• Fluid draining from your ear that may be bloody, clear, or cloudy
  • Ear ringing or buzzing (tinnitus)
  • Itching in your ear canal
  • Hearing loss that may be partial or complete in the affected ear
  • Dizziness or vertigo
  • Nausea or vomiting from vertigo
  • Fever
  • In severe cases, weakness in your face

What does a ruptured eardrum feel like?

At the time it ruptures, you may feel a sudden, sharp pain in your ear, followed by bleeding, hearing loss, and tinnitus. If an ear infection causes your rupture, your pain may suddenly get intense, followed by a feeling of relief as the pressure in your ear goes down.

Ruptured eardrum bleeding

You may have some bleeding once your eardrum ruptures. This is common, especially in people with an ear infection. The bleeding should stop soon after it starts, but you may have a cloudy fluid that leaks out for a few days.

How long will a ruptured eardrum leak?

Your ear may or may not leak fluid after an eardrum rupture. It's more common for your ear to leak fluid if you've had an ear infection, but it should stop leaking in 2-3 days.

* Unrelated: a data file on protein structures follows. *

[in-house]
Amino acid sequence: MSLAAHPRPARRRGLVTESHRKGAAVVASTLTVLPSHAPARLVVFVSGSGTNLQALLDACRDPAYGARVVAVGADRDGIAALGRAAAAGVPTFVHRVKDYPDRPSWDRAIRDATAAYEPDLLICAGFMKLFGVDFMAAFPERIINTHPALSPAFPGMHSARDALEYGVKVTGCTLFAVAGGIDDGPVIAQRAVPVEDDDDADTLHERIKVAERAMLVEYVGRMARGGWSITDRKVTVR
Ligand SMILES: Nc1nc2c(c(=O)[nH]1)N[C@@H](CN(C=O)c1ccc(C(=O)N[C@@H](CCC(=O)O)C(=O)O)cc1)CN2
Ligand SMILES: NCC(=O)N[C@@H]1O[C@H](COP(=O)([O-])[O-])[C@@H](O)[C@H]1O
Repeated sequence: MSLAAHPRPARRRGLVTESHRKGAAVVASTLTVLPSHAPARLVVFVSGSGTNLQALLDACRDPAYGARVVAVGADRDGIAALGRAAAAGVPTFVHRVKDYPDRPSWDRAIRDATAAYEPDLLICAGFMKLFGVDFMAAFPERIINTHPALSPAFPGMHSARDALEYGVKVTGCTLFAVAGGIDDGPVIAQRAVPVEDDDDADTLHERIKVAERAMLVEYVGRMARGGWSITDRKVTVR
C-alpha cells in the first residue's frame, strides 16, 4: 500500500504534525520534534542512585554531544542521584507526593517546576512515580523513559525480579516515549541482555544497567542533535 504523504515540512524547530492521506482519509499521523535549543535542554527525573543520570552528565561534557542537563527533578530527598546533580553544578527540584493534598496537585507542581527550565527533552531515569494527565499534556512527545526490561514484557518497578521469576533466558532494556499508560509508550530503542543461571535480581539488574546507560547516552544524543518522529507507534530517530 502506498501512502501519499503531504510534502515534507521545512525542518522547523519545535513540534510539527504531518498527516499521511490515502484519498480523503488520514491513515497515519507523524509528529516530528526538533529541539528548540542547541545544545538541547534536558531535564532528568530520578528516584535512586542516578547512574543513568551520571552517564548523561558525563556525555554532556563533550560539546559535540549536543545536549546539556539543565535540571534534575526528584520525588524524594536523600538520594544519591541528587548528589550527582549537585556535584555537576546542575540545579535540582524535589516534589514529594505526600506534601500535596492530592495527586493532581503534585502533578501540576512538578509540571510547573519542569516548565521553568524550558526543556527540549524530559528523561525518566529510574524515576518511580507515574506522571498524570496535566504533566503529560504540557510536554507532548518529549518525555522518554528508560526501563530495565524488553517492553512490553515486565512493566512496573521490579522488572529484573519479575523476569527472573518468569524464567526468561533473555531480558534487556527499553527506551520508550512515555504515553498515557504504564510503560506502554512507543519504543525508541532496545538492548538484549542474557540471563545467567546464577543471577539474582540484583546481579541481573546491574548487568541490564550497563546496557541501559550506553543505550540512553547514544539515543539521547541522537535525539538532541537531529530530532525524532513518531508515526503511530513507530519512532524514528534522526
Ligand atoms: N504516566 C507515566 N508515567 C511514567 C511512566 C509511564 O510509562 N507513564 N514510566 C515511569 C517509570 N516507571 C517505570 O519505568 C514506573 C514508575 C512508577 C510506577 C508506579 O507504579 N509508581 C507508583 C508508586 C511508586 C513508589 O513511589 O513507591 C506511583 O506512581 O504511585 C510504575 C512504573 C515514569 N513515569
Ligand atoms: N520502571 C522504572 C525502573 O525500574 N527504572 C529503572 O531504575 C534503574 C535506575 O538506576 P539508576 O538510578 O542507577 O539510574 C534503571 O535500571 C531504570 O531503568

About 90% of kids get at least one ear infection during childhood and about 20% have frequent ear infections. And about 5%-10% of bacterial ear infections will rupture from the pressure of fluid built up behind the eardrum. 

Kids need antibiotics if they have a bacterial ear infection, and they should start to feel better about 2-3 days after they start. If they have a ruptured eardrum from the infection, don't use any eardrops except the antibiotics your pediatrician prescribes. Don't let them go swimming, and keep their ears dry when they bathe. Wipe away any fluid that's leaking out of their ear, but don't plug their ear with a cotton ball since this can cause an outer ear infection. 

Give them acetaminophen or ibuprofen for fevers above 102 F and to help with the pain.